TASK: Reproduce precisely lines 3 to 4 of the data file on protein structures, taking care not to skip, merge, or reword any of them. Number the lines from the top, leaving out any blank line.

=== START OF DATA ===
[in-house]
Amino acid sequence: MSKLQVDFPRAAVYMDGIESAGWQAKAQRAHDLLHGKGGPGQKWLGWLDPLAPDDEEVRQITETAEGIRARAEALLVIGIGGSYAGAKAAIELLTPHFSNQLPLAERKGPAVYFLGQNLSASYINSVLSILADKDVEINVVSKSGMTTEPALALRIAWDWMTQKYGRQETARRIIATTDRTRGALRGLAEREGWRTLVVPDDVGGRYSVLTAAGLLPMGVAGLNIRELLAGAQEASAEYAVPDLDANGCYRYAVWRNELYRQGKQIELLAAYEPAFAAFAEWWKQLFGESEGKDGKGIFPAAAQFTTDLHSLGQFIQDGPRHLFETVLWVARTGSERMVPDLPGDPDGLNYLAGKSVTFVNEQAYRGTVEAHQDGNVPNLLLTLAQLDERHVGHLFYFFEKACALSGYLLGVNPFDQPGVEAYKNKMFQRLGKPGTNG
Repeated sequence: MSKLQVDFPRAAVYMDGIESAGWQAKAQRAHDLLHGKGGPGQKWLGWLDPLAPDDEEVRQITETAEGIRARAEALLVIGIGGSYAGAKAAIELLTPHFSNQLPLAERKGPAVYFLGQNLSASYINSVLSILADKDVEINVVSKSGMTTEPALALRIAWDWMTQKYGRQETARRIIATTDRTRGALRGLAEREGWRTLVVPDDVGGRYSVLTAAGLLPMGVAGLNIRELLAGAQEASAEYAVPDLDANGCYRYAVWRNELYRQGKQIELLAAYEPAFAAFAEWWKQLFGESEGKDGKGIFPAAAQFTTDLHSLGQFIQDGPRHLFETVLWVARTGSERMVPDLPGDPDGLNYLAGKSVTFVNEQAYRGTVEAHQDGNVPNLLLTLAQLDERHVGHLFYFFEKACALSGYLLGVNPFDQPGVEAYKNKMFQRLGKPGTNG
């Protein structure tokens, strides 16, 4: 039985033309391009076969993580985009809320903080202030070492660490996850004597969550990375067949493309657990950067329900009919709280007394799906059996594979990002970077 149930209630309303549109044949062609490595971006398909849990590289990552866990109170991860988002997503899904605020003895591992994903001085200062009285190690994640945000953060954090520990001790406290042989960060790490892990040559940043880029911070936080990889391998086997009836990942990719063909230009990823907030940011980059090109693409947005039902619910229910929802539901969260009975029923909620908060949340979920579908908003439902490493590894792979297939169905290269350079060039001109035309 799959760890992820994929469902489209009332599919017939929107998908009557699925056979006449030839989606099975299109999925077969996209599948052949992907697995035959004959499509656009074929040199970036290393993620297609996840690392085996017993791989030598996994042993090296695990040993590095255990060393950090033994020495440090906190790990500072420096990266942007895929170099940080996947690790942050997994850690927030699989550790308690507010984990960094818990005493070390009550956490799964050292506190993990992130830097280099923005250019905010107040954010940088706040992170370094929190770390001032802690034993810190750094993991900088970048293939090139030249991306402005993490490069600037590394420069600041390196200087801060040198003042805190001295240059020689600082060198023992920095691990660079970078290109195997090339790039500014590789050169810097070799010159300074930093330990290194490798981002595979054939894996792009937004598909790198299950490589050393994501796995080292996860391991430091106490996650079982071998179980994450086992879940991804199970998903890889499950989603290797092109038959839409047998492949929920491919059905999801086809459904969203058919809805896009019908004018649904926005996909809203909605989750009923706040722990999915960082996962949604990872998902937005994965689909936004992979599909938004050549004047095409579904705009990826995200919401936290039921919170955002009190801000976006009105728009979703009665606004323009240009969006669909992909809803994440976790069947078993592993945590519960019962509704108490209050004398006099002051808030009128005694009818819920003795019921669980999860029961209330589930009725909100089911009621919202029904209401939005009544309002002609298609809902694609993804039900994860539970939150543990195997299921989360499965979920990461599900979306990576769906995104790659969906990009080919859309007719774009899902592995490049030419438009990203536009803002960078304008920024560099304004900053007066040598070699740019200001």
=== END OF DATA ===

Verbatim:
Repeated sequence: MSKLQVDFPRAAVYMDGIESAGWQAKAQRAHDLLHGKGGPGQKWLGWLDPLAPDDEEVRQITETAEGIRARAEALLVIGIGGSYAGAKAAIELLTPHFSNQLPLAERKGPAVYFLGQNLSASYINSVLSILADKDVEINVVSKSGMTTEPALALRIAWDWMTQKYGRQETARRIIATTDRTRGALRGLAEREGWRTLVVPDDVGGRYSVLTAAGLLPMGVAGLNIRELLAGAQEASAEYAVPDLDANGCYRYAVWRNELYRQGKQIELLAAYEPAFAAFAEWWKQLFGESEGKDGKGIFPAAAQFTTDLHSLGQFIQDGPRHLFETVLWVARTGSERMVPDLPGDPDGLNYLAGKSVTFVNEQAYRGTVEAHQDGNVPNLLLTLAQLDERHVGHLFYFFEKACALSGYLLGVNPFDQPGVEAYKNKMFQRLGKPGTNG
């Protein structure tokens, strides 16, 4: 039985033309391009076969993580985009809320903080202030070492660490996850004597969550990375067949493309657990950067329900009919709280007394799906059996594979990002970077 149930209630309303549109044949062609490595971006398909849990590289990552866990109170991860988002997503899904605020003895591992994903001085200062009285190690994640945000953060954090520990001790406290042989960060790490892990040559940043880029911070936080990889391998086997009836990942990719063909230009990823907030940011980059090109693409947005039902619910229910929802539901969260009975029923909620908060949340979920579908908003439902490493590894792979297939169905290269350079060039001109035309 799959760890992820994929469902489209009332599919017939929107998908009557699925056979006449030839989606099975299109999925077969996209599948052949992907697995035959004959499509656009074929040199970036290393993620297609996840690392085996017993791989030598996994042993090296695990040993590095255990060393950090033994020495440090906190790990500072420096990266942007895929170099940080996947690790942050997994850690927030699989550790308690507010984990960094818990005493070390009550956490799964050292506190993990992130830097280099923005250019905010107040954010940088706040992170370094929190770390001032802690034993810190750094993991900088970048293939090139030249991306402005993490490069600037590394420069600041390196200087801060040198003042805190001295240059020689600082060198023992920095691990660079970078290109195997090339790039500014590789050169810097070799010159300074930093330990290194490798981002595979054939894996792009937004598909790198299950490589050393994501796995080292996860391991430091106490996650079982071998179980994450086992879940991804199970998903890889499950989603290797092109038959839409047998492949929920491919059905999801086809459904969203058919809805896009019908004018649904926005996909809203909605989750009923706040722990999915960082996962949604990872998902937005994965689909936004992979599909938004050549004047095409579904705009990826995200919401936290039921919170955002009190801000976006009105728009979703009665606004323009240009969006669909992909809803994440976790069947078993592993945590519960019962509704108490209050004398006099002051808030009128005694009818819920003795019921669980999860029961209330589930009725909100089911009621919202029904209401939005009544309002002609298609809902694609993804039900994860539970939150543990195997299921989360499965979920990461599900979306990576769906995104790659969906990009080919859309007719774009899902592995490049030419438009990203536009803002960078304008920024560099304004900053007066040598070699740019200001």